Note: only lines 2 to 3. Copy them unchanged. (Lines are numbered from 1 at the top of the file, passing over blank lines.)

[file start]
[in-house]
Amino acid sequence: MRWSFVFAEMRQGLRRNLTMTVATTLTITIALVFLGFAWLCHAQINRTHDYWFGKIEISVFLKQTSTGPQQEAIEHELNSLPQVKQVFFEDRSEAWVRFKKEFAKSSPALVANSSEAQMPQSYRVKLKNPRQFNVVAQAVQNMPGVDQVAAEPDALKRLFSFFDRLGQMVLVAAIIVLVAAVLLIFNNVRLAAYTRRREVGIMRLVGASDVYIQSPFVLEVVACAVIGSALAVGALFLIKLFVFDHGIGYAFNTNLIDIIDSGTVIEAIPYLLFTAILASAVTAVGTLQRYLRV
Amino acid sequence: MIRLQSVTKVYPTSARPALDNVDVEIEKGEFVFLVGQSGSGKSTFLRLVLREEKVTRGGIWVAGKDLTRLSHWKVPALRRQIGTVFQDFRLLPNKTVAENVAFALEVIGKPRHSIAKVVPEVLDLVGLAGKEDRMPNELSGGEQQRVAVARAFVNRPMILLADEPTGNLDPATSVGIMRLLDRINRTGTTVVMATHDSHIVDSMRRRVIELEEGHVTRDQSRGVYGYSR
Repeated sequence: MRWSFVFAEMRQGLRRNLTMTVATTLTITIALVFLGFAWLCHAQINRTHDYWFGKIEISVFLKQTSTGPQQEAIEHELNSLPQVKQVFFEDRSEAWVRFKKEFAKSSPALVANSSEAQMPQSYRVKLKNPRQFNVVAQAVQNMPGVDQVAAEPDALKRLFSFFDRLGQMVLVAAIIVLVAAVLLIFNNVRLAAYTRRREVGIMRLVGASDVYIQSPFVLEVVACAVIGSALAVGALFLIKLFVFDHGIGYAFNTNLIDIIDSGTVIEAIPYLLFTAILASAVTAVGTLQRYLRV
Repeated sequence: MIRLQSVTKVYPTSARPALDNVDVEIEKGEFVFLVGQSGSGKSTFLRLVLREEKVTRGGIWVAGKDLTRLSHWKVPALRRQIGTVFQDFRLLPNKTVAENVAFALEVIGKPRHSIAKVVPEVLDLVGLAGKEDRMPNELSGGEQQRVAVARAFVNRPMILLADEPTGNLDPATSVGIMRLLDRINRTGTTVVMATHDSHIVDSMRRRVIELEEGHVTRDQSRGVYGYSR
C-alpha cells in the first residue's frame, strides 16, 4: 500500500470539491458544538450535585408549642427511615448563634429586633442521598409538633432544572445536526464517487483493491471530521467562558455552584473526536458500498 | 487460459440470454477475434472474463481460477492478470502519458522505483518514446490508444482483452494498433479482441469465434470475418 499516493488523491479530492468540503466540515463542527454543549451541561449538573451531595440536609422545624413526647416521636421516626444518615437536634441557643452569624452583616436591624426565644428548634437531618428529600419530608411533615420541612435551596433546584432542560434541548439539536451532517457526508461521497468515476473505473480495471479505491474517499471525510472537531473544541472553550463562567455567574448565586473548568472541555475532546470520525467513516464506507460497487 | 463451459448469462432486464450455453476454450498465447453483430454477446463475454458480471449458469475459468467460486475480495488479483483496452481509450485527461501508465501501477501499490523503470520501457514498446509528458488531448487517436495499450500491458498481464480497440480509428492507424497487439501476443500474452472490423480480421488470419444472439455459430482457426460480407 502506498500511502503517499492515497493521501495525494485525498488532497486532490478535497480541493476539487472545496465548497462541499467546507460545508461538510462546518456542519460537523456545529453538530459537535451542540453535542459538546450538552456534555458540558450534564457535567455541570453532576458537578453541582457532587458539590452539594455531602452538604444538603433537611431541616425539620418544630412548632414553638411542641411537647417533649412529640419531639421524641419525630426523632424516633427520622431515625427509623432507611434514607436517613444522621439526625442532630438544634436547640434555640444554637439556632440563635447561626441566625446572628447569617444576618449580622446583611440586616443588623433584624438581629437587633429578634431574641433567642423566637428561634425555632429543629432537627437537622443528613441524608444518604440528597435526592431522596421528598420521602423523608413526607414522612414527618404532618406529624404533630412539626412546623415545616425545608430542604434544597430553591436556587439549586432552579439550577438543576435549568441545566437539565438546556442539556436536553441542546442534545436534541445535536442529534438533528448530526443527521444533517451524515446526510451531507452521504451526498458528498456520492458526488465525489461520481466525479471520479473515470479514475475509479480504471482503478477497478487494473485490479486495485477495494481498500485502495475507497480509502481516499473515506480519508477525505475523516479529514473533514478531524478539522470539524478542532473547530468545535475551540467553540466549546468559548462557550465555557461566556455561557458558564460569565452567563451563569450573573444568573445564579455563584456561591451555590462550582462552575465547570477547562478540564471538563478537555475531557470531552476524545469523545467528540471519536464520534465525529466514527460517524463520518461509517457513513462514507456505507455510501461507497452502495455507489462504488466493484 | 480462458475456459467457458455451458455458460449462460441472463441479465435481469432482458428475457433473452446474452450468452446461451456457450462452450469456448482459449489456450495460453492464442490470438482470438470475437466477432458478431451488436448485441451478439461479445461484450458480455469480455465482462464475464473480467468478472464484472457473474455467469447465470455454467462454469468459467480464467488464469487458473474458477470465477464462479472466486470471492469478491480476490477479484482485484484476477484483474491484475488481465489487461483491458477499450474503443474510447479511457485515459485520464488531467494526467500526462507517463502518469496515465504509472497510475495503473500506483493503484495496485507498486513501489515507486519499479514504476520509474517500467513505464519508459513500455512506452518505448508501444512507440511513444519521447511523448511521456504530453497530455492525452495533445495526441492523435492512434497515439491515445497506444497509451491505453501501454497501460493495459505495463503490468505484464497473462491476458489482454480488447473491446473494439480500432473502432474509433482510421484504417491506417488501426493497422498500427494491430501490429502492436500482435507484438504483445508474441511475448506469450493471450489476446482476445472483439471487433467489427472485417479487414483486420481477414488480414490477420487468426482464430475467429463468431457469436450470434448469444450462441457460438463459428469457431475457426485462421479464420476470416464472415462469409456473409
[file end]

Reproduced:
Amino acid sequence: MRWSFVFAEMRQGLRRNLTMTVATTLTITIALVFLGFAWLCHAQINRTHDYWFGKIEISVFLKQTSTGPQQEAIEHELNSLPQVKQVFFEDRSEAWVRFKKEFAKSSPALVANSSEAQMPQSYRVKLKNPRQFNVVAQAVQNMPGVDQVAAEPDALKRLFSFFDRLGQMVLVAAIIVLVAAVLLIFNNVRLAAYTRRREVGIMRLVGASDVYIQSPFVLEVVACAVIGSALAVGALFLIKLFVFDHGIGYAFNTNLIDIIDSGTVIEAIPYLLFTAILASAVTAVGTLQRYLRV
Amino acid sequence: MIRLQSVTKVYPTSARPALDNVDVEIEKGEFVFLVGQSGSGKSTFLRLVLREEKVTRGGIWVAGKDLTRLSHWKVPALRRQIGTVFQDFRLLPNKTVAENVAFALEVIGKPRHSIAKVVPEVLDLVGLAGKEDRMPNELSGGEQQRVAVARAFVNRPMILLADEPTGNLDPATSVGIMRLLDRINRTGTTVVMATHDSHIVDSMRRRVIELEEGHVTRDQSRGVYGYSR